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Strategy for using my strengths and avoiding my weakness

  • #1

    I have noticed that my weakness is early middlegame. I almost always end up loosing a pawn or a piece (or both) during that stage. But when the middlegame transposes into endgame (that is, when several pawns & pieces has come off the board), i always gain strength and recover my losses. Less clutter and lots of mobility is a blessing.

     

    Therefore i am considering employing a strategy where i am forcing to trade as much material as possible early on avoid my weakness and using my strength. Is this a good idea?

  • #2

        The worst thing you can do in chess is trying to hide your deficciencies instead of trying to fix them.You must do exactly the opposite.

        If you are indeed good in endgames(I haven't seen any of your games to verify that but I won't doubt it) it's a blessing.It means you are very talented.But how does it help?It allows you to turn even a minimal middlegame advantage to a favorable/winning endgame.But how will you do that if there is no advantage in the middlegame?Yes , you are able to win equal endgames right now but will you be able to win them later , against better opponents?

         Against better oponents you will need something concrete to win the position and you have to create it in the middlegame.If you are unable to do that then your talent in endgame will be wasted.

         Despite all these , playing as many endgames as possible is extremely beneficial.Dvoretsky once asked to describe with 10 words or less the fastest way for one to reach 2200 and he answered :

    "Trade down and learn to play the endgame."

        But  avoiding to fix your weaknesses is hardly a good idea.The point in playing a lot of endgames is to understand the good and the bad exchanges(the most critical  concept in chess).If you just do bad exchanges without learning anything and you win the endgame because of the mistakes your opponents do , then all this is pointless. 

  • #3
    Scotch Game perhaps?

    But if you want to get good, you shouldn't be avoiding your weakness ... You should fix it and you'll become a much better chess player.
  • #4
    Yep. Try to look for holes in your opponent's position and exploit them, but while doing that, don't forget your own holes or you'll be at the receiving end of the stick.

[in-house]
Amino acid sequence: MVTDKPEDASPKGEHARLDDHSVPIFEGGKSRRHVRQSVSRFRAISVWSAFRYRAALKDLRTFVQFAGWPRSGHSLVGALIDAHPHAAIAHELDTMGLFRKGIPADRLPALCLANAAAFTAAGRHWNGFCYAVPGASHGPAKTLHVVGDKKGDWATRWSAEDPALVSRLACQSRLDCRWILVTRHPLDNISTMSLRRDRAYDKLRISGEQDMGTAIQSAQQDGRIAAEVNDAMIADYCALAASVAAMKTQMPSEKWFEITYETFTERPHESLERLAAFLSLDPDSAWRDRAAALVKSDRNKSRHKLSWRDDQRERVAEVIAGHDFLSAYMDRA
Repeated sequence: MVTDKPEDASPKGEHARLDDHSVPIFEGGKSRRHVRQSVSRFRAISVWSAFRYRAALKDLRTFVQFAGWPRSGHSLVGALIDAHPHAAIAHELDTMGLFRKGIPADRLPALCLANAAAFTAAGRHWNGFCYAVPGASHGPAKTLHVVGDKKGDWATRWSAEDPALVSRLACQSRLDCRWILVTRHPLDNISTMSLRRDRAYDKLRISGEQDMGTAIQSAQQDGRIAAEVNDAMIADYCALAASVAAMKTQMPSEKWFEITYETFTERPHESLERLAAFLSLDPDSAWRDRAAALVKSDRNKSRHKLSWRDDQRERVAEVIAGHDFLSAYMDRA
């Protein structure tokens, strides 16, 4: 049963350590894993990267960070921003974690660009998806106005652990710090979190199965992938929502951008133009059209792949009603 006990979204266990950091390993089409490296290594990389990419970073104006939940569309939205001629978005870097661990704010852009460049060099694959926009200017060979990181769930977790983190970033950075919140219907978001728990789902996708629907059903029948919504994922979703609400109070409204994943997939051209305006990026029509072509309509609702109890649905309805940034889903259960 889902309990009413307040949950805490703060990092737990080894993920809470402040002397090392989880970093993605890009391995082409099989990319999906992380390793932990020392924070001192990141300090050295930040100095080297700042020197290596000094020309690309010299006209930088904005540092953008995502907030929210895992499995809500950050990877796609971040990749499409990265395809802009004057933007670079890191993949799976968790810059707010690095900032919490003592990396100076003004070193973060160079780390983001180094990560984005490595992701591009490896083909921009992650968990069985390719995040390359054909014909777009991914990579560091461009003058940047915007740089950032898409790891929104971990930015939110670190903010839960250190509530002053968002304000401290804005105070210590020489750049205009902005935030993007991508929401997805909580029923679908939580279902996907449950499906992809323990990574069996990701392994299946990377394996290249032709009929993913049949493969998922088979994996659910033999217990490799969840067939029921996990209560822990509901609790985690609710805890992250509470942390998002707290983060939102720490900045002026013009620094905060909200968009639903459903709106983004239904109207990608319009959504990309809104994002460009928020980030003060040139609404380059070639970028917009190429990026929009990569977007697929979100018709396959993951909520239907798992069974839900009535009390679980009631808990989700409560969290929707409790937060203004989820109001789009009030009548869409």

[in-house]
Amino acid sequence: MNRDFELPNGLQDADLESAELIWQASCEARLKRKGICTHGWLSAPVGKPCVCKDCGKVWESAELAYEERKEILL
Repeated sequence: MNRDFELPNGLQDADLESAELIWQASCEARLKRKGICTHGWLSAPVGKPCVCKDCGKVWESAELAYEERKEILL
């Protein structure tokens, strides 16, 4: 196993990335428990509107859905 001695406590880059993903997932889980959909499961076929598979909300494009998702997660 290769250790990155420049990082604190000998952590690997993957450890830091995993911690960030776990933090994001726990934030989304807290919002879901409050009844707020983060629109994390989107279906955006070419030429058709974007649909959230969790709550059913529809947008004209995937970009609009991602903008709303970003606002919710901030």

• #5

    kaukasar wrote:

    I have noticed that my weakness is early middlegame. I almost always end up loosing a pawn or a piece (or both) during that stage. But when the middlegame transposes into endgame (that is, when several pawns & pieces has come off the board), i always gain strength and recover my losses. Less clutter and lots of mobility is a blessing.

     

    Therefore i am considering employing a strategy where i am forcing to trade as much material as possible early on avoid my weakness and using my strength. Is this a good idea?

    no it is not a good idea you should play sharp openings so that even if you're a pawn down you still have dynamic chances
  • #6

    If you don't like the middlegames you are reaching, it might be a good idea to try other openings. Pick openings that lead to middlegames (and ultimately endgames) that suit your style. 

  • #7

    Thanks for the feedback. I have checked out the scotch game and i will definitely try it out next time i play white! Meanwhile i'll keep doing opening lessons on this site to improve.

  • #8

    It is often said that openings aren't really where you should dedicate too much time when you're setting out in chess. Some GMs have even suggested not to bother until you're around 2000 ELO. Learn one or two basics, sure, but don't get bogged down in opening theory. Learn the principles of the opening rather than memorise moves.

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